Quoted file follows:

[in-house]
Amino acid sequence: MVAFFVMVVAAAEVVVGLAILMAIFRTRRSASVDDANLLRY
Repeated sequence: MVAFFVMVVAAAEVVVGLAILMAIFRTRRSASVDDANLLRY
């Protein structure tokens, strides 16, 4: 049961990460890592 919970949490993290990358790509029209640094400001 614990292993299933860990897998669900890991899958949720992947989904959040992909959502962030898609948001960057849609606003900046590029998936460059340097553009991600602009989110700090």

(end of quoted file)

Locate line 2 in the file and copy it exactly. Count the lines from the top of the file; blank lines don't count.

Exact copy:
Amino acid sequence: MVAFFVMVVAAAEVVVGLAILMAIFRTRRSASVDDANLLRY